Looking to the smart grid for solutions
One driver to reduce emissions and manage the effects of climate change is being delivered by the smart electric grid, that is in turn driven by the industrial internet of things (IIoT). “Even in my home I think about the ability to monitor my own electrical usage and smart appliances,” Zander says. “Then more importantly, when I get off into the grid how much am I using? If I do have solar or alternative energy sources, how are those going back on the gird? How is it getting distributed? How are we being efficient? All of these things are going to be part of that solution. The internet of things we think is important.
“Coming up is a digital feedback loop where you get enough data that is coming through the system that you can actually start to be making smart decisions. Our expectation is we will have an entire connected environment. Now we start thinking about smart cities, smart factories, hospitals, campuses, etc. Imagine having all that level of data that is coming through and the ability to do smart work shedding or shaping of electrical usage, things where I can control brownout conditions and other things based on energy usage. There is also the opportunity to be doing smart sharing of systems where we can do very efficient usage systems—intelligent edge and edge deployments are a core part of that.”
The ever-present cybersecurity threats
As technology advances and digitisation becomes all pervasive there is one constant that needs to be mitigated against, the growing sophistication of security attacks. “We have to make sure that we always have a secure and robust environment,” Zander continues. “The sophistication level is always, always going to go up. In this world the big investment that we are making is around critical infrastructure. We want to make sure that all those devices that are out there are completely secure.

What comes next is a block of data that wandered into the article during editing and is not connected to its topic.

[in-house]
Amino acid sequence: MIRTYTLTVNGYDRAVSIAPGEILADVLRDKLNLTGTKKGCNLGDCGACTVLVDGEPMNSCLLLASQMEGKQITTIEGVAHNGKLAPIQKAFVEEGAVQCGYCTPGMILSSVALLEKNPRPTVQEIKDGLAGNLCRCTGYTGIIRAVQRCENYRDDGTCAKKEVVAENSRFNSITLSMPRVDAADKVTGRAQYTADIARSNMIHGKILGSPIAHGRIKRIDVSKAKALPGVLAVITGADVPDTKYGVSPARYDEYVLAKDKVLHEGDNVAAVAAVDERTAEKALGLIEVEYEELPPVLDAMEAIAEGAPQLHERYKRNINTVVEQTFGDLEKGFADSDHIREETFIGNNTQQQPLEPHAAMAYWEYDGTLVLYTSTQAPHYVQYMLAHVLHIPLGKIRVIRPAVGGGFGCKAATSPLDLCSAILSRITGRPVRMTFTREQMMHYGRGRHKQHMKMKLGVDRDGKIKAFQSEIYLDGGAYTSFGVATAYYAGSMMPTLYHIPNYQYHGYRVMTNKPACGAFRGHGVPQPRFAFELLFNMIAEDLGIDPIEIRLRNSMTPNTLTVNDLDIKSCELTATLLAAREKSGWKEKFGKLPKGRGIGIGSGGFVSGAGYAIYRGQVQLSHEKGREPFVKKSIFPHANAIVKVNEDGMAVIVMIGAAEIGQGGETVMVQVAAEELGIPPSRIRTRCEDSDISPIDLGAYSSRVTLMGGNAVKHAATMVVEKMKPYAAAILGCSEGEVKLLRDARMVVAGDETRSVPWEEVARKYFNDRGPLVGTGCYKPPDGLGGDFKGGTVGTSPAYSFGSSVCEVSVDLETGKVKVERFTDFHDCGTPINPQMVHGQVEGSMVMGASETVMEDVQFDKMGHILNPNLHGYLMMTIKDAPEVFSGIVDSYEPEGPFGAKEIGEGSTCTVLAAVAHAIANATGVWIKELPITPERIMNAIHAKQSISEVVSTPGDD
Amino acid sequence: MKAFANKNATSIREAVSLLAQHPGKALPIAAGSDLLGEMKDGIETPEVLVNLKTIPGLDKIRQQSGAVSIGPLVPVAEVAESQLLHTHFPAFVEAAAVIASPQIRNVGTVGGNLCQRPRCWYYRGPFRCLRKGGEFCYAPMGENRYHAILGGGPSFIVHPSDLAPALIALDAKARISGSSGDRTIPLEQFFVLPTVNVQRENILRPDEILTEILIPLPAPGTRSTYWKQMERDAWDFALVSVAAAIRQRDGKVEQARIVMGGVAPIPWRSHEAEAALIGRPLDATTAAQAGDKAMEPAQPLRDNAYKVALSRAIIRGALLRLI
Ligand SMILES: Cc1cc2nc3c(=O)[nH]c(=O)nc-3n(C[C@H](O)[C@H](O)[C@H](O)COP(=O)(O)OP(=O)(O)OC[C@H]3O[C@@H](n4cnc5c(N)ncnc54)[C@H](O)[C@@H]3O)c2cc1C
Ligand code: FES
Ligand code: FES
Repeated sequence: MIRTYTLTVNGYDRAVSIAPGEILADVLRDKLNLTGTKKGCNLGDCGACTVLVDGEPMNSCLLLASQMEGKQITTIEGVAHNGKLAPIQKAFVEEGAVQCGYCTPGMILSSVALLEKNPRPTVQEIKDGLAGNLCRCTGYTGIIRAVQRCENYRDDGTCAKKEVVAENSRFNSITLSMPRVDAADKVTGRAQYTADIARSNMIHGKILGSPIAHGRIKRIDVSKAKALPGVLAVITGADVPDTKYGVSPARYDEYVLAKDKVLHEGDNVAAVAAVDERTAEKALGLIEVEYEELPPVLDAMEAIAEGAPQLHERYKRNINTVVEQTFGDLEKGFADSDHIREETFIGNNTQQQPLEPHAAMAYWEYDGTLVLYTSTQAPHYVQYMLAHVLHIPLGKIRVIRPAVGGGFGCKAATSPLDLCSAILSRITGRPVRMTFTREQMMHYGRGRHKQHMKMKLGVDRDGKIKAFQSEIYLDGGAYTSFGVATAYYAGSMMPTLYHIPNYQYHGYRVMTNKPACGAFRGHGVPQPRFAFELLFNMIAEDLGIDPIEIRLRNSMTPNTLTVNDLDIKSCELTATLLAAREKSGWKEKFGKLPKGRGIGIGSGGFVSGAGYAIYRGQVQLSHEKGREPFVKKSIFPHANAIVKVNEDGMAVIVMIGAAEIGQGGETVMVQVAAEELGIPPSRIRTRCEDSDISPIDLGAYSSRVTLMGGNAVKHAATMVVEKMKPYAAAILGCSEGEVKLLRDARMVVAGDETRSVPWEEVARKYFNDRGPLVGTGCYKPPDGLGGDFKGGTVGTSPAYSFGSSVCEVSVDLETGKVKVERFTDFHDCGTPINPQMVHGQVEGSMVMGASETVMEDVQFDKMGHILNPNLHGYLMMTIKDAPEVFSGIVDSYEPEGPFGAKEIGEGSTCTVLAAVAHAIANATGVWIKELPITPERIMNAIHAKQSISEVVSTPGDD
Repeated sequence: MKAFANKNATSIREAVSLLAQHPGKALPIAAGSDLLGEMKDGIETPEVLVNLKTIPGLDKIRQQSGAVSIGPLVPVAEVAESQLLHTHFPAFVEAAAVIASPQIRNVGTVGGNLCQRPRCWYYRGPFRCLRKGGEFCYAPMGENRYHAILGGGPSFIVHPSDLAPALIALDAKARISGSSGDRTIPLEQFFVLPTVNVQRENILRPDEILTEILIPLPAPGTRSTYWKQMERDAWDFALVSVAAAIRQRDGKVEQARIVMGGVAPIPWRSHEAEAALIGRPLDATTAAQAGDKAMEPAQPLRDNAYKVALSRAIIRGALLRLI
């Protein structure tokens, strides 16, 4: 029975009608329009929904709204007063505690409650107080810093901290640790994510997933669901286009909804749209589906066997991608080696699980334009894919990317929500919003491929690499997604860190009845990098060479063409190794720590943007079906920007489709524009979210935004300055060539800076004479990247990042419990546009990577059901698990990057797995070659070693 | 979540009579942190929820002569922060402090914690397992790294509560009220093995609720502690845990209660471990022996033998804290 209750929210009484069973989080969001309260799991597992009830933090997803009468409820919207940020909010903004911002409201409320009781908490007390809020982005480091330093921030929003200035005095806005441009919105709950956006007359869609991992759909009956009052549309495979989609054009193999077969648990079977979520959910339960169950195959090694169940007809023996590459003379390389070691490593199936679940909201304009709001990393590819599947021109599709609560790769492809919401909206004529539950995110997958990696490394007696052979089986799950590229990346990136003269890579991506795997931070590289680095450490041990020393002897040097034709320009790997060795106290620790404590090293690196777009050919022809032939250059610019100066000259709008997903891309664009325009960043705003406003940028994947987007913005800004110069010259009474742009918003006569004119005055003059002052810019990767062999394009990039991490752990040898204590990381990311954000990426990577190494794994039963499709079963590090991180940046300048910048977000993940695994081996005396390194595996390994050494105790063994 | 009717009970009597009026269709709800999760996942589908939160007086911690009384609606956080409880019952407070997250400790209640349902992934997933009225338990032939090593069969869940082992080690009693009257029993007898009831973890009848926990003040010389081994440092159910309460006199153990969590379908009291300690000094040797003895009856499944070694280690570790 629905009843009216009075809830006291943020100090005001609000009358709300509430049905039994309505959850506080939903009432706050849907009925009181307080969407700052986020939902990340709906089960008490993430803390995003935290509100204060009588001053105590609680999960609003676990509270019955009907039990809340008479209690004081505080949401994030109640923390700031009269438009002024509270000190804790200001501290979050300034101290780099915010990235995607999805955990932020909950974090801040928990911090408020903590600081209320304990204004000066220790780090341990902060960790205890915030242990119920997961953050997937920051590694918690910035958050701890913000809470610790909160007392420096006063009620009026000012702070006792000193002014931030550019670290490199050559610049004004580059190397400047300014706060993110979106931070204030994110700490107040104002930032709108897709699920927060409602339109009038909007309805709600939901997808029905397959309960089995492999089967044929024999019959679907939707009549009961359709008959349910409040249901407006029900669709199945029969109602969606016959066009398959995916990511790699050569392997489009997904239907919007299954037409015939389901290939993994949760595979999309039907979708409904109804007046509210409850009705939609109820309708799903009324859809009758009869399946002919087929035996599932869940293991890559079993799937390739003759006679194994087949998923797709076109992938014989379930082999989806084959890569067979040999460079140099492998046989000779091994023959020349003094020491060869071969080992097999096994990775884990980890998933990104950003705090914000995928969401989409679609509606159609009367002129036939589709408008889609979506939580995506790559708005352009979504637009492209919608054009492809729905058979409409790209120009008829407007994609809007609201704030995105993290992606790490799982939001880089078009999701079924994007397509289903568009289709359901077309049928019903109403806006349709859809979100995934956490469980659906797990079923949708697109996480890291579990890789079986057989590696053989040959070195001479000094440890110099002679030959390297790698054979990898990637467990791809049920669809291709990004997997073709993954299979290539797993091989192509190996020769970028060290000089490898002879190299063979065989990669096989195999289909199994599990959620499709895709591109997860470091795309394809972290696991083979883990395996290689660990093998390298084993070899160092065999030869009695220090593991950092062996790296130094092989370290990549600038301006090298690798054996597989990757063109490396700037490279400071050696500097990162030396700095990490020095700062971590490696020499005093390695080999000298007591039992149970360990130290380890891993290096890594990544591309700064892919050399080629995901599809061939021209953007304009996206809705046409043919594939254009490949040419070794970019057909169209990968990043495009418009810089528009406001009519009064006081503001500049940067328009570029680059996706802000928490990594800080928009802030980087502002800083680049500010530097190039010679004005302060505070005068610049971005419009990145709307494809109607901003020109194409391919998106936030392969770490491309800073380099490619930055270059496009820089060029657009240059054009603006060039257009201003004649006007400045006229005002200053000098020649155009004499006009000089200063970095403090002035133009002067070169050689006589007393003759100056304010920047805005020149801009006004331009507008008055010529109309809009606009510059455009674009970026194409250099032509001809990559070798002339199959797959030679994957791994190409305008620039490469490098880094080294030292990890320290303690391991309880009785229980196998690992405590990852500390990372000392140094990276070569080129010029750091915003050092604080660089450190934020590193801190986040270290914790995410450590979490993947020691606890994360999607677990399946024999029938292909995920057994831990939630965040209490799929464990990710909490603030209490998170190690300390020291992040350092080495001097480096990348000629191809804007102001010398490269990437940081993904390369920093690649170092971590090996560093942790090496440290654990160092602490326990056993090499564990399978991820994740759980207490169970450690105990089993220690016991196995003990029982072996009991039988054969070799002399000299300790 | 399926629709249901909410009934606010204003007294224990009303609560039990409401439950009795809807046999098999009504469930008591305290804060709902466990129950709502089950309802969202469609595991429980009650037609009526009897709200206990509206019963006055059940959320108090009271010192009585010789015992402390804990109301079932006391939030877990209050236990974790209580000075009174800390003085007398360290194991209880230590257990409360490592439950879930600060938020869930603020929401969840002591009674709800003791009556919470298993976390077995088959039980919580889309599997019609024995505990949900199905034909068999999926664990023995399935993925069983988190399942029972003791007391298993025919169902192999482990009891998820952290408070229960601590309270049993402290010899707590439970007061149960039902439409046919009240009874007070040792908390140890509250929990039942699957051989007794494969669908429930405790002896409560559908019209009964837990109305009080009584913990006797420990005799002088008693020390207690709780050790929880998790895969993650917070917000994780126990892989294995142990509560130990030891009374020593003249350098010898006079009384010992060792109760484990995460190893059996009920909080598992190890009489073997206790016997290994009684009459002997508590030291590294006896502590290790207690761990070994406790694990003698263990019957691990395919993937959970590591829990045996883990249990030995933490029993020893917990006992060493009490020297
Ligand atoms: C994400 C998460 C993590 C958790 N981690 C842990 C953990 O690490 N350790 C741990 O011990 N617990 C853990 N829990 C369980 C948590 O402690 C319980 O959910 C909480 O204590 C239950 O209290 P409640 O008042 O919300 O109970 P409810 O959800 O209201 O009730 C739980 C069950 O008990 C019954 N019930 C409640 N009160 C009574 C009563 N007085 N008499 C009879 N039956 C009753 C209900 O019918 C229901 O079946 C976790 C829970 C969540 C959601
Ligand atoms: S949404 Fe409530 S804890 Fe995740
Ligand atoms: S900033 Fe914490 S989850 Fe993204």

“We are investing about $5 billion in IoT all up, that includes the security aspects that we have got. We recently finished some acquisitions on some security technology that we are integrating in with our security systems for this. We spend about $1 billion of opex every year. We have 3,500 full time security employees. It must be a combination of watching what the attack vectors are to keep things safe.
“How do we keep all the actual equipment that people are using safe? If you think about 5G and additional connectivity, we are getting all this cool new technology that is there. You must figure out a way in which you are leveraging silicon, you are leveraging software and the best in security—and we are investing in all three.
The next frontiers of computing
When it comes to the future of computing, one thing that has Zander extremely excited is the prospects for quantum computing. “The way that I think about this, in computer science and electrical engineering we have spent decades trying to figure out how to emulate nature and do it in probably what is a very inefficient way,” he explains. “Your brain has two petabytes of storage and it runs on 40 watts of electricity. There is no way that I could ever replicate that today. But then you start thinking about how does nature operate, and can we harness that?
“The idea of being able to harness particle physics to do computing and be able to figure out things in minutes that would literally take centuries to pull off otherwise in classical computing is kind of mind-blowing. We are actually working with a lot of the energy companies on figuring out how could quantum inspired algorithms make them more efficient today. As we get to full scale quantum computing then they would run natively in hardware and would be able to do even more amazing things. That one has just the potential to really, really change the world.
“The meta point is problems that would take literally, a thousand years, you might be able to solve in ten seconds. We have proven how that kind of technology can work. The quantum-inspired algorithms therefore allow us to take those same kinds of techniques, but we can run them on the cloud today using some of the classic cloud computers that are there. Instead of taking a 1,000 years, maybe it is something that we can get done in ten days, but in the future ten seconds.”